Music in Motion

December 14, 2018
SEEING THE MUSIC A concert interpreter at the Austin City Limits Music Festival, in Texas, signs alongside the vocalist.

Many people who are deaf or hard of hearing love attending concerts. But because they have total or partial hearing loss, they need help getting the full experience. This is where sign language concert interpreters come in.

Signing is a visual language. Signers use hands, facial expressions, and body language to replace or add to spoken communication. This allows deaf and hard of hearing people to see what is being said. Sign language concert interpreters sign along with a song to illustrate the lyrics. But interpreters say they do more than that.

Jody Daulton is the director of Artistic Sign Language Services. She has a team of interpreters. They work at events like concerts and plays. “Not only are we interpreting the lyrics of the song,” she told TIME for Kids, “but we are also portraying the sound of the music. The highs and the lows, the softness or the hardness.”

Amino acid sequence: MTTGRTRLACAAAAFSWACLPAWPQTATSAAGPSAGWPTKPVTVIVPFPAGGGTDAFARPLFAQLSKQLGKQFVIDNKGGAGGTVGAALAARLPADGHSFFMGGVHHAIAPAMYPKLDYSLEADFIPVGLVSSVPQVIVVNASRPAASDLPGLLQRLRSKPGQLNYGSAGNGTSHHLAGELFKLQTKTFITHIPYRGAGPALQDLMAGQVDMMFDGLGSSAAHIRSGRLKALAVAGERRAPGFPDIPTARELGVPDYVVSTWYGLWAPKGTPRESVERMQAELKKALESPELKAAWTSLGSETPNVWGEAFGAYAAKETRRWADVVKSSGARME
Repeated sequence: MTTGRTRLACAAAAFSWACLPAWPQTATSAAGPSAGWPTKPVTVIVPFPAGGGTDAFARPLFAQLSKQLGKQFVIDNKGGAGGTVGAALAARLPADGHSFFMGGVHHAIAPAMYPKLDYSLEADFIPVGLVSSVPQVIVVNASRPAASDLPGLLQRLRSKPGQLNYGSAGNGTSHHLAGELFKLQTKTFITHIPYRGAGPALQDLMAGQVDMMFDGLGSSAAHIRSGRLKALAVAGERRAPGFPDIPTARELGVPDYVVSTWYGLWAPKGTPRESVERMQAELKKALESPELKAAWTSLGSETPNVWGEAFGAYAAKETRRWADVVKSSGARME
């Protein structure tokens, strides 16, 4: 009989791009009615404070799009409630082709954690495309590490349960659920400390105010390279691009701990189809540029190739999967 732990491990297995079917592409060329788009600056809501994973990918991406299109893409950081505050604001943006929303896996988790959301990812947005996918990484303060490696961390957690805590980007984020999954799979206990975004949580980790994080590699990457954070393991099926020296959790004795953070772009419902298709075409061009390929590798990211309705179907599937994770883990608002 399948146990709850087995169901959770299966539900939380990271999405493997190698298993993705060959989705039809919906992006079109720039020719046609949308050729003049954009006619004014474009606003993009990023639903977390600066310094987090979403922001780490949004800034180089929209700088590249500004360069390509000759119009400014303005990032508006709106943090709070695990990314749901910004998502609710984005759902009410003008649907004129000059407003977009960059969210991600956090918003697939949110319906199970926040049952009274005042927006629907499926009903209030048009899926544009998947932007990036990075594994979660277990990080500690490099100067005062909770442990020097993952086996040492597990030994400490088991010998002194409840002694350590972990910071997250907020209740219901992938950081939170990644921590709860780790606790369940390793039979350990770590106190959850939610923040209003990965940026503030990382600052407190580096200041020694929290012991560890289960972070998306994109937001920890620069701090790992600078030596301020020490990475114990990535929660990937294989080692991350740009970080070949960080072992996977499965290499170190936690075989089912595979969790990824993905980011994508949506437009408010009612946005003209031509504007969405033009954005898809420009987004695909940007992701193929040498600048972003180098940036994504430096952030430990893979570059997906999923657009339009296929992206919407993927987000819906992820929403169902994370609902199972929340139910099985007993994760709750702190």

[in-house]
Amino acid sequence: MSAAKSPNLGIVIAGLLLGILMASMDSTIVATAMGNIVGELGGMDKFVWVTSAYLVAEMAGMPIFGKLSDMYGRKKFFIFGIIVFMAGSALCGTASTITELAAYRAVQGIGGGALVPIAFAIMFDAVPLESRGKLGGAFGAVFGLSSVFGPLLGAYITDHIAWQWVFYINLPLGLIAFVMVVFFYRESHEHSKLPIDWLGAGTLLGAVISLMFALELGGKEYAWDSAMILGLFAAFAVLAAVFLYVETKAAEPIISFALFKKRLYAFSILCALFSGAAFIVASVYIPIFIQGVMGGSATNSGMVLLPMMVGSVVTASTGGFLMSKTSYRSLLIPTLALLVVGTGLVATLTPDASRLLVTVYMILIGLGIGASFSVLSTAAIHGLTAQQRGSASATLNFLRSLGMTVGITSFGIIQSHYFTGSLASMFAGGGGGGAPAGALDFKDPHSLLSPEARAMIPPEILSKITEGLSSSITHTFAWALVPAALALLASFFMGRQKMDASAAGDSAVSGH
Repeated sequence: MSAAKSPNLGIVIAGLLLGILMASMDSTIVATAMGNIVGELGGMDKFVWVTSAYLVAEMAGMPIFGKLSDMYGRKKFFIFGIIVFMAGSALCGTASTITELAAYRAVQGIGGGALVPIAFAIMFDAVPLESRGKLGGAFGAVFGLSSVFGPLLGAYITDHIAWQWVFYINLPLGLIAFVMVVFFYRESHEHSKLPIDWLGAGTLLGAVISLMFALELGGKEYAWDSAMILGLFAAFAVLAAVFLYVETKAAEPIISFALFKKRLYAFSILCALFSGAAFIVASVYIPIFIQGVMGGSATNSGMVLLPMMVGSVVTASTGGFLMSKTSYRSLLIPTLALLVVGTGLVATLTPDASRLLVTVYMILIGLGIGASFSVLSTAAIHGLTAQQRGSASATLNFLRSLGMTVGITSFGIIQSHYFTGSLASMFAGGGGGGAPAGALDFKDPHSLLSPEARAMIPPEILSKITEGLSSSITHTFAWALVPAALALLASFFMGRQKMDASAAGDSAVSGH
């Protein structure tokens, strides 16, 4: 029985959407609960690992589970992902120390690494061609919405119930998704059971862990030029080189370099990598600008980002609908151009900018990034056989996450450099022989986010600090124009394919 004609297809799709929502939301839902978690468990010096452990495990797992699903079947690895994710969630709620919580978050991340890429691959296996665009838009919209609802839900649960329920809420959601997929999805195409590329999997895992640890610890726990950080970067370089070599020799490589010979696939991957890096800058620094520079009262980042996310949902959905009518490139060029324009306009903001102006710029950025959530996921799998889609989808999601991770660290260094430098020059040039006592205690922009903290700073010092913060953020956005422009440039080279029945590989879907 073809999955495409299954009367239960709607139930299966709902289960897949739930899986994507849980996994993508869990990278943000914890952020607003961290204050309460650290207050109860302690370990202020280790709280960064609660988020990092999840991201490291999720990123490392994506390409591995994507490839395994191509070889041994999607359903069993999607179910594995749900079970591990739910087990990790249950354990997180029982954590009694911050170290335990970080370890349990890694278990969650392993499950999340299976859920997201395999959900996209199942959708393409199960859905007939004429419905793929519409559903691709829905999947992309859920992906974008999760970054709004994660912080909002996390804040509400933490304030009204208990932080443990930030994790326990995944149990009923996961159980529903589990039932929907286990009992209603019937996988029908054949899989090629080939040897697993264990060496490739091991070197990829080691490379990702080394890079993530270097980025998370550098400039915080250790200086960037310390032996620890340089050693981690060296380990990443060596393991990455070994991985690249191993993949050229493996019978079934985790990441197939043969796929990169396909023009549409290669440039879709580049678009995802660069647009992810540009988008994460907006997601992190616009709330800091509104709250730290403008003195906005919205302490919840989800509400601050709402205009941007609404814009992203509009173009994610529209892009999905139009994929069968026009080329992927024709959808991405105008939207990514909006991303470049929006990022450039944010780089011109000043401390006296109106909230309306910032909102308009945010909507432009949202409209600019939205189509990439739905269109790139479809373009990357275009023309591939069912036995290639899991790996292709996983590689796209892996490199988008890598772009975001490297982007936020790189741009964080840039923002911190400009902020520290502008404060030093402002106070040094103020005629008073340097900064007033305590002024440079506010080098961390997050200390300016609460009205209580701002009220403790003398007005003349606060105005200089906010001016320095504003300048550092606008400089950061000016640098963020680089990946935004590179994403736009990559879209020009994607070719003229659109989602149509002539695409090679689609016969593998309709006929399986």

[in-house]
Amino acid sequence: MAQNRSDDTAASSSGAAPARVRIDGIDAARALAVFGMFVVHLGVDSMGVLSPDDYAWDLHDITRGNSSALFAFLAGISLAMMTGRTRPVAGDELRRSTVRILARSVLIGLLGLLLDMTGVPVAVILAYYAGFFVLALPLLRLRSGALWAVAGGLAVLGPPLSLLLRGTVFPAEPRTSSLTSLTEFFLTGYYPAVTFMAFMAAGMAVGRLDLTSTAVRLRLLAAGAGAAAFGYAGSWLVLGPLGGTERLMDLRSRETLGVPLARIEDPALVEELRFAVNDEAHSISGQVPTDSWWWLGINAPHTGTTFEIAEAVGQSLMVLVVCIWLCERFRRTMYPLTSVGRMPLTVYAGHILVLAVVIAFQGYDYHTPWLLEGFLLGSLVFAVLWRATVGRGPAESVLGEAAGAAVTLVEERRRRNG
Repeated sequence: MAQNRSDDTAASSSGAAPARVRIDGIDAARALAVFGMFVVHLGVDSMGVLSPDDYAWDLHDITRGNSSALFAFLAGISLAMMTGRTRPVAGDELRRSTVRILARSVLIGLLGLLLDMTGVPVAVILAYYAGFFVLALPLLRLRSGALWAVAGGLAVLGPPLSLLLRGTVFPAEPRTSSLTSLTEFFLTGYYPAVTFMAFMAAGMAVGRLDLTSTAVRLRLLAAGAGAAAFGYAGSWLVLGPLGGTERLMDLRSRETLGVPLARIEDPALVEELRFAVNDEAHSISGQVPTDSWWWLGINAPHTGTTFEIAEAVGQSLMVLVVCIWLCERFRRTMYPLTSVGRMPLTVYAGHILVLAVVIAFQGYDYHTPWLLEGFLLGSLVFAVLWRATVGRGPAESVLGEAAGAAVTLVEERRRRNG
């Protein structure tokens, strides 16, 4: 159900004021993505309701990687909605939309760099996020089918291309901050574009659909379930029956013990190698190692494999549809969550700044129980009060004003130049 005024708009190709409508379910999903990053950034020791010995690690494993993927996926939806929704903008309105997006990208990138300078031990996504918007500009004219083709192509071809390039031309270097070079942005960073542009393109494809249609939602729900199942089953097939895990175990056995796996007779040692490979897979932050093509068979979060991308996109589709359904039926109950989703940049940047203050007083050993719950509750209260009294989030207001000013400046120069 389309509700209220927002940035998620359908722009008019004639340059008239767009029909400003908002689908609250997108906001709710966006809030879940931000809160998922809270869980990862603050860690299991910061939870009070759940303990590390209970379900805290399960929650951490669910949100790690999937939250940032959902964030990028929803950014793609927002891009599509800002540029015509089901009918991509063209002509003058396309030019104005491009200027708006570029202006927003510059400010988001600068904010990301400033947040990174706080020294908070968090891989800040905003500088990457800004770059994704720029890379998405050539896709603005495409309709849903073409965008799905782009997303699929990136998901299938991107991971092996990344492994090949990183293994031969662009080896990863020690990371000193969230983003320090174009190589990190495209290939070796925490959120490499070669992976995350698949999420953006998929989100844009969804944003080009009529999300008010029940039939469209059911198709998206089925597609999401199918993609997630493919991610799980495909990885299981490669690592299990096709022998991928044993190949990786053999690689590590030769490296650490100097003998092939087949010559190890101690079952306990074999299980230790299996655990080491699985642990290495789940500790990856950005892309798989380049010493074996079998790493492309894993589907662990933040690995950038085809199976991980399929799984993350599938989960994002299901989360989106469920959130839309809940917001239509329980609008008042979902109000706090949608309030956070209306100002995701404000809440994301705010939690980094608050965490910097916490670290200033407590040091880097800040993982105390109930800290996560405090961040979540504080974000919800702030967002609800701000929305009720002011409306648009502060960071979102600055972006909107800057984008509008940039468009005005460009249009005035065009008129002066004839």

The Joy of Music

Sign language concert interpretation isn’t easy, says Matthew Maxey. He created Deafinitely Dope. It is a hip-hop interpretation service. He is also deaf. Maxey told TFK that “interpreting requires a lot of time and practice.”

Sign language interpretation is about giving deaf people the same experience as those who can hear. “Everybody should have equal access,” Daulton says.

Unfortunately, that doesn’t always happen. To be close to the interpreter, deaf audience members might have to pay for costly seats. Sometimes, venues can’t afford to provide interpretation at all. But when it works, it’s worth it, Daulton says.

The best part of being a sign language interpreter, says Maxey, is “providing access. The joy on people’s faces shows that!”

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